Feed-back and feed-forward modulation of mammalian mastication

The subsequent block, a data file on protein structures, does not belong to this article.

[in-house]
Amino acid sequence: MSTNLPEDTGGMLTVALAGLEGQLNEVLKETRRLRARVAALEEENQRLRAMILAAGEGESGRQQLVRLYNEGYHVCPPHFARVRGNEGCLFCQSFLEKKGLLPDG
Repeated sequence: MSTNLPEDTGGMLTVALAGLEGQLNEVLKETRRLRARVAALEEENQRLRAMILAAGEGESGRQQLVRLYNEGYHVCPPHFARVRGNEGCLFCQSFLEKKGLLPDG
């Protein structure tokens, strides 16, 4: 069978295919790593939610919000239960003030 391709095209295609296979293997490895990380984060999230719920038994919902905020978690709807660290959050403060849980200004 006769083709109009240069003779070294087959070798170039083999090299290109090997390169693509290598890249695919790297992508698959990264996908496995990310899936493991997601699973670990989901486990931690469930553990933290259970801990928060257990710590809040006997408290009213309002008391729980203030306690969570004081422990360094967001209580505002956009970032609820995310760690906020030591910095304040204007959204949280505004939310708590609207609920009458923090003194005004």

The concepts of feed-back and feed-forward control are central to our hypothesis. The periodontal afferents considered to be important in the evolution of mammalian mastication transduce information on the orientation, magnitude, rate and position of bite forces on the teeth into neural signals for use in ‘feed-back’ and ‘feed-forward’ control of jaw movements (Appenteng et al., 1982; Byers, 1985; Hannam, 1969; Hannam and Farnsworth, 1977; Johnsen and Trulsson, 2003; Johnsen and Trulsson, 2005; Larson et al., 1981; Loescher and Robinson, 1989; Takahashi-Iwanaga et al., 1997; Trulsson, 2006; Trulsson and Johansson, 1996; Türker, 2002; Türker and Jenkins, 2000). Similarly, fusimotor control of muscle spindle sensitivity via γ-motoneurons to muscle spindles decouples control of muscle spindle sensitivity from control of their host muscles, enabling spindle response properties to be tuned to expected motor tasks (Prochazka et al., 1988), facilitating feed-forward or anticipatory control of mastication (Appenteng et al., 1980; Gottlieb and Taylor, 1983; Masuda et al., 1997). Muscle spindles modulate the timing and periodontal afferents modulate the magnitude of feed-forward control (Hidaka et al., 1999; Hidaka et al., 1997; Komuro et al., 2001a; Komuro et al., 2001b; Ottenhoff et al., 1992a; Ottenhoff et al., 1992b). What is feed-forward control and why would it be advantageous during the evolution of mammalian chewing?